Made of 100% ground dried porcini mushrooms this Porcini Powder is a super-convenient option to add that delicious porcini taste to just about any dish.
Suggestions: Mix with sea salt and rub on dark meats before grilling or broiling to craft a delicious unique flavor. Stir Porcini Powder into sauces, or use as a seasoning during cooking. Make your own porcini crusted Piedmontese Beef Tomahawk Steak!
About Porcini Mushrooms
Boletus edulis is a basidiomycete fungus, and the type species of the genus Boletus. Widely distributed in the Northern Hemisphere across Europe, Asia, and North America, it does not occur naturally in the Southern Hemisphere, although it has been introduced to southern Africa, Australia, and New Zealand. Several closely related European mushrooms formerly thought to be varieties or forms of B. edulis have been shown using molecular phylogenetic analysis to be distinct species, and others previously classed as separate species are conspecific with this species. The western North American species commonly known as the California king bolete (Boletus edulis var. grandedulis) is a large, darker-colored variant, first formally identified in 2007.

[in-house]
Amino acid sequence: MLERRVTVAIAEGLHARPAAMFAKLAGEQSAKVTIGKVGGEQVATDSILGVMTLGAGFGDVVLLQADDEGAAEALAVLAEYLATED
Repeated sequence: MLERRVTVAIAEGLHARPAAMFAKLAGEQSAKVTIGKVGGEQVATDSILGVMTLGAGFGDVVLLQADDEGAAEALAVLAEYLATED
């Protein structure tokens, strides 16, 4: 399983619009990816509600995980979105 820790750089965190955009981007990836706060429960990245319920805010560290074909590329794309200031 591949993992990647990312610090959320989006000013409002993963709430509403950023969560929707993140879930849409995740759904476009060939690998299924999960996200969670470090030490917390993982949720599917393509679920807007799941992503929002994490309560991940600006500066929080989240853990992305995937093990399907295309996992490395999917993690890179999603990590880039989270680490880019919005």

Boletus edulis constitutes a food source which, although not rich in easily absorbed carbohydrates or fat, contains vitamins, minerals, and dietary fiber. Fresh mushrooms consist of over 80% moisture, although reported values tend to differ somewhat as moisture content can be affected by environmental temperature and relative humidity during growth and storage, as well as the relative amount of water that may be produced as a result of normal metabolic processes during storage.
Carbohydrates make up the bulk of the fruit bodies, comprising 9.23% of the fresh weight, and 65.4% of the dry weight. The carbohydrate component contains the monosaccharides glucose, mannitoland α,α-trehalose, the polysaccharide glycogen, and the water-insoluble structural polysaccharide chitin, which accounts for up to 80–90% of dry matter in mushroom cell walls. Chitin, hemicellulose, and pectin-like carbohydrates—all indigestible by humans—contribute to the nutritionally desirable high proportion of insoluble fibre in B. edulis.
The total lipid, or crude fat, content makes up 2.6% of the dry matter of the mushroom. The proportion of fatty acids (expressed as a % of total fatty acids) are: palmitic acid, 9.8%; stearic acid, 2.7%; oleic acid, 36.1%; linoleic acid, 42.2%, and linolenic acid, 0.2%.
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